Published February 6, 2018
SANTA FE – President Russell Begaye met with New Mexico Gov. Susana Martinez last week to discuss infrastructure on the Navajo Nation and the initiative to establish a Navajo Managed Care Organization (MCO).
“We are fortunate for our Native American folks to be in New Mexico because of the relationship and partnership between our people and the state,” President Begaye said. “We’re really excited with what’s happening with the capital outlay projects and with what will happen with the Managed Care Organization. That’s going to make us more independent in terms of health care.”
The Navajo MCO Task Force has worked with the state of New Mexico to establish an MCO under New Mexico’s Centennial Care 2.0 Program. As part of a process that requires timeliness and collaboration, the the New Mexico Human Services Department asked the Navajo Nation to complete a request for information (RFI), which will be submitted within a few weeks. In return, and to maintain the MCO’s current timeline, Gov. Martinez was asked to ensure a fast turn-around response from New Mexico.
The Begaye-Nez administration and the Navajo MCO Task Force have set the ball rolling to create the first Native American MCO in the country. An MCO is essentially a health care insurance company.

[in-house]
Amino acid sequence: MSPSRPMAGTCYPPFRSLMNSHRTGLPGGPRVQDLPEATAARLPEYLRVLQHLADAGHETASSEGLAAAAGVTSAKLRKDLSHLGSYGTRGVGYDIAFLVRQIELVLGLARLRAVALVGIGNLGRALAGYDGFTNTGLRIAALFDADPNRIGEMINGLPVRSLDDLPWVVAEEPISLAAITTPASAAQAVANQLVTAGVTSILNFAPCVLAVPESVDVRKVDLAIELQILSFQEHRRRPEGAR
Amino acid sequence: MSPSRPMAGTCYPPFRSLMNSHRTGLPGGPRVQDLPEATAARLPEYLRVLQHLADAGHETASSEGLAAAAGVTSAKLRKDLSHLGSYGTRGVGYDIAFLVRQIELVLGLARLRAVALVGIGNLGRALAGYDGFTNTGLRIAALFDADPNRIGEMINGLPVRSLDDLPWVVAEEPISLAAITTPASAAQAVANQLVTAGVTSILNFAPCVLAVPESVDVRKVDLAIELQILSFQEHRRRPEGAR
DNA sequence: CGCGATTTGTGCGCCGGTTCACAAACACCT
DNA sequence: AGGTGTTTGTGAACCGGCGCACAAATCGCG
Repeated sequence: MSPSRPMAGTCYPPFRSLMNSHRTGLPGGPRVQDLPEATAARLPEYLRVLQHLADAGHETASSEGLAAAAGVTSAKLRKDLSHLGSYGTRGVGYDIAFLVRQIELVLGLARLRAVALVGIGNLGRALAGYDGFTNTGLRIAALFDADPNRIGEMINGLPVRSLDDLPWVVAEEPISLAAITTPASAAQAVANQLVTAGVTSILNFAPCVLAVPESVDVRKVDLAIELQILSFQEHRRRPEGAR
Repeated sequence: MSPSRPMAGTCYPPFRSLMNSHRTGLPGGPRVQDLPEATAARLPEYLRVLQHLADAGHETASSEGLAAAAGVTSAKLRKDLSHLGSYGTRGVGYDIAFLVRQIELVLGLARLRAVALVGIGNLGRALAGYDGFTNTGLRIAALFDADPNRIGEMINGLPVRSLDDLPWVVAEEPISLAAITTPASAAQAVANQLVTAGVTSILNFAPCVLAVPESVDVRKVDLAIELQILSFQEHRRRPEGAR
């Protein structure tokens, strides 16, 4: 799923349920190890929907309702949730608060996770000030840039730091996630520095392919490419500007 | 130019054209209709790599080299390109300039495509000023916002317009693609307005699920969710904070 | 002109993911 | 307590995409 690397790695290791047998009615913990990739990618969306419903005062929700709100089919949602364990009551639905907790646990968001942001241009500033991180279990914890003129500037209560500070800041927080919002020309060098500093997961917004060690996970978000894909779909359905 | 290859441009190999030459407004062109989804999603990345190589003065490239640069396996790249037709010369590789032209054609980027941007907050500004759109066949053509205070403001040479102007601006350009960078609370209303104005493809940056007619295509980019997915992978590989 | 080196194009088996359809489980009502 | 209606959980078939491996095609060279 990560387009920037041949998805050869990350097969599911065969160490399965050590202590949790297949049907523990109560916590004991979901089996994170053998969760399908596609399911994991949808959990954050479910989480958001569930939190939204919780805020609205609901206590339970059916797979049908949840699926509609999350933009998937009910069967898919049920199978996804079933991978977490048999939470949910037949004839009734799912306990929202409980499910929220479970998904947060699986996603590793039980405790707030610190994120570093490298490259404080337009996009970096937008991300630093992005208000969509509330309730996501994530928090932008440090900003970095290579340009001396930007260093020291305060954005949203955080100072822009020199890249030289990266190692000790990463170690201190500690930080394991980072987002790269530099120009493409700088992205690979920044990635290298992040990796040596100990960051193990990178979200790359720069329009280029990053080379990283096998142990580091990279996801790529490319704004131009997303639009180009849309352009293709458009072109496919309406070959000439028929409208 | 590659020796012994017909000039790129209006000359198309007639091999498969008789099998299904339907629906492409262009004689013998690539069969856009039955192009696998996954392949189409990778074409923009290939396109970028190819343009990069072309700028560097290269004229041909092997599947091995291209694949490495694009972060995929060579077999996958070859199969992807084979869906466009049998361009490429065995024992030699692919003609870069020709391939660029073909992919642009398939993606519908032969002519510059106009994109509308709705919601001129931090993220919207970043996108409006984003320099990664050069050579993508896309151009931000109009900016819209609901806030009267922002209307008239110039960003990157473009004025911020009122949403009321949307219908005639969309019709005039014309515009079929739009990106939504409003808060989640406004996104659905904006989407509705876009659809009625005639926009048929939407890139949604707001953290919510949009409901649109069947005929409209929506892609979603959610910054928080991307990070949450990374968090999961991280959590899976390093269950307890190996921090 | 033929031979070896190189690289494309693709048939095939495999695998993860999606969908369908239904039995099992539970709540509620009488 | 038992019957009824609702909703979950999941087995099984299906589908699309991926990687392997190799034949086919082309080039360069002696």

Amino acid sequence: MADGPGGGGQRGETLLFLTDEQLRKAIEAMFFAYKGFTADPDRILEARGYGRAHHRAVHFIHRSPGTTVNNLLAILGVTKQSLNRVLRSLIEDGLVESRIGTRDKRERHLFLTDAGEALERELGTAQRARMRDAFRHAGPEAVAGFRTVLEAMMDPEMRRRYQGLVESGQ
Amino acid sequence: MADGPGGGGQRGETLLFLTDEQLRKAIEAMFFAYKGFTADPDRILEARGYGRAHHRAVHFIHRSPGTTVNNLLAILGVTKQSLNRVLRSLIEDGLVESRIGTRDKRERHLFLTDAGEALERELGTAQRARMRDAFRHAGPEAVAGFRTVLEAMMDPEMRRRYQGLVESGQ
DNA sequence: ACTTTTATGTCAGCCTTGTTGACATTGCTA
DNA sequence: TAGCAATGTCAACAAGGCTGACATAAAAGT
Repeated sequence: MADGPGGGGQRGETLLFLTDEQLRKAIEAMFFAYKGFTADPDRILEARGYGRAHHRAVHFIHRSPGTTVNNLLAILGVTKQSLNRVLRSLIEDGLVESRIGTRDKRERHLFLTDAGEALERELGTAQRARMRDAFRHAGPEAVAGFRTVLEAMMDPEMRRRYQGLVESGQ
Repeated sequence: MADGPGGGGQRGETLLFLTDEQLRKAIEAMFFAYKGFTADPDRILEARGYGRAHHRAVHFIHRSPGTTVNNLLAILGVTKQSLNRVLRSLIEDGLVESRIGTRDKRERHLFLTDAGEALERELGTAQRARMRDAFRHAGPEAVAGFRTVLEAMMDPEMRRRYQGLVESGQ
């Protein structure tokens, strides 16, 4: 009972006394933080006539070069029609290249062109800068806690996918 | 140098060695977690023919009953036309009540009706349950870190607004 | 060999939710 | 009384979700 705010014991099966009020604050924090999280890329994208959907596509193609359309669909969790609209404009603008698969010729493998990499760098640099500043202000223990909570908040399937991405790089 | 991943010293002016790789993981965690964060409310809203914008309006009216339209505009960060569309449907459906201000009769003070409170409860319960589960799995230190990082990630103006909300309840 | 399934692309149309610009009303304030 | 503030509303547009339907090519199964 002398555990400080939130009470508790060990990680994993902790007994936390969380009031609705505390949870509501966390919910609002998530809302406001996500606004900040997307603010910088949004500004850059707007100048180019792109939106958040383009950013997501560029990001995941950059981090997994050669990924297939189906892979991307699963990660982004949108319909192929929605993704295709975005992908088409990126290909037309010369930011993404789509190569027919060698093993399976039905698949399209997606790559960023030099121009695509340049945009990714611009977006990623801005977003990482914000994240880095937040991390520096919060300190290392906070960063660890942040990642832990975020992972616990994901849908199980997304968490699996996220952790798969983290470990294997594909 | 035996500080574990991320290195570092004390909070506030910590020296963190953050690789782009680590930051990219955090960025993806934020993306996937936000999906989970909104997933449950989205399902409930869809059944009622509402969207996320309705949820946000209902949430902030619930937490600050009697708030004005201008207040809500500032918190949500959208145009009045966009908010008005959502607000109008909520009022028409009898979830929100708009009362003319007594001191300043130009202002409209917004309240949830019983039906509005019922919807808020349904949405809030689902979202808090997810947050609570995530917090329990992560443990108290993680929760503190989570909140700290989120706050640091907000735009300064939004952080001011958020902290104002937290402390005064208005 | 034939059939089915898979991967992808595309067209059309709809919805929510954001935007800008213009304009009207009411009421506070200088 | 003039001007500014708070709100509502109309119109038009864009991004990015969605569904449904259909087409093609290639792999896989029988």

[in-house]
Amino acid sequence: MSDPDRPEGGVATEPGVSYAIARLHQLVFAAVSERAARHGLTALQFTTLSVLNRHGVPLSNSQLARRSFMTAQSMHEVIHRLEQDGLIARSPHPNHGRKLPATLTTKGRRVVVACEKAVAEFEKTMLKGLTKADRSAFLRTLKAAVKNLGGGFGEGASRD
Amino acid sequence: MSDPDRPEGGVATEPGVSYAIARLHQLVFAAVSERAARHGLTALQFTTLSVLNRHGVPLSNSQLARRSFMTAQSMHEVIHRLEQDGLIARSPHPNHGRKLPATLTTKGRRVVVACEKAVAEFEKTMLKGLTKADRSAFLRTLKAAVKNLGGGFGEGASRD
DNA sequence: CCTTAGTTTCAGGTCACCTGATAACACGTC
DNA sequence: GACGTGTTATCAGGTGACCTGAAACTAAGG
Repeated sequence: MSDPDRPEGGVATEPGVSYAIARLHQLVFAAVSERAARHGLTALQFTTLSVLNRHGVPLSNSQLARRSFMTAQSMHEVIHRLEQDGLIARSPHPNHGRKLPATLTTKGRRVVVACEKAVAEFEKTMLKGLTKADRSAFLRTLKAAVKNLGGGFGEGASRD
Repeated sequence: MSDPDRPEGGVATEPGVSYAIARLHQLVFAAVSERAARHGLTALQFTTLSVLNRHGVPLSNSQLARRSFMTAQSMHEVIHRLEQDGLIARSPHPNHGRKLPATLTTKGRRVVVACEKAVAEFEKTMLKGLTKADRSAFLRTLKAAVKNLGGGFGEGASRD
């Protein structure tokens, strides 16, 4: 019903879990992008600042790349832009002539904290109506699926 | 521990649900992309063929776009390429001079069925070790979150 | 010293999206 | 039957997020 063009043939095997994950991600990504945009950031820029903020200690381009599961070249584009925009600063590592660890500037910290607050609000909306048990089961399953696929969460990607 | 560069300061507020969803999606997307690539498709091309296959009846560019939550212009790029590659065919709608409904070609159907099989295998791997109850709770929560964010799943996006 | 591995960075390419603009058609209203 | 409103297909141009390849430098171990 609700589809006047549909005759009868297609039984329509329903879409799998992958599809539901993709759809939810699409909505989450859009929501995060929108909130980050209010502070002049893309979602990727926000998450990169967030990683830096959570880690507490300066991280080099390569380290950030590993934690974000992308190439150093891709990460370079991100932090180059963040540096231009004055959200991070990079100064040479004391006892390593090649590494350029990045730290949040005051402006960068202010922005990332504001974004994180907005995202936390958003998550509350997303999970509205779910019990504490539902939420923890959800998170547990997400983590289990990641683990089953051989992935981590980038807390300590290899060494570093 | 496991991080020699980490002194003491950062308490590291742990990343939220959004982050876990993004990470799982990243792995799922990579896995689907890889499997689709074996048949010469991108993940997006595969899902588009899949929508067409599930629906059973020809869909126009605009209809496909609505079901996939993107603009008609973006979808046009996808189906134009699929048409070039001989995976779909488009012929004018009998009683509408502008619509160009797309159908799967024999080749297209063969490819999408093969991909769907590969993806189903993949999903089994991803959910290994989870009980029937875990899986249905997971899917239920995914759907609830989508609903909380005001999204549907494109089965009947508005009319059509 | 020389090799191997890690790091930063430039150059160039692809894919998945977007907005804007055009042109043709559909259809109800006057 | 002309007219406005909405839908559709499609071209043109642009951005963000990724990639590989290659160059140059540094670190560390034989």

With its own healthcare insurance company, the Navajo Nation will have greater control over Navajo healthcare systems. It can provide coverage for needs that are specific to Navajo, such as access to traditional healers, assistance with the cost of transportation and more. In addition, the added revenue redirected from facilities off the Navajo Nation will be reinvested into improving the health care system for the Navajo people.
“The MCO is the best way for us to raise the quality of care on Navajo and to be competitive,” President Begaye said. “We have the capacity, the infrastructure and the people to run our own, strong system.”
Gov. Martinez also was asked to continue supporting Navajo capital outlay projects that have been largely successful over the past few years. Funding for capital outlay projects is provided upfront by the Navajo Nation and is reimbursed by the state of New Mexico upon completion.
Mark Freeland, executive staff assistant for the Office of the President and Vice President, has taken the lead to manage the capital outlay projects.
“Today the Navajo Nation is in a better position than when the administration first started,” Freeland said. “We want to advocate, educate and promote the progress of the capital outlay projects and continue our partnership with New Mexico to build more infrastructure. Particularly, we want more basic infrastructure to provide water, electricity and bathroom needs for our people.”
To date, under the Begaye-Nez Administration, the Navajo Nation has completed about 78 capital outlay projects, amounting to about $14 million dollars in reimbursements.
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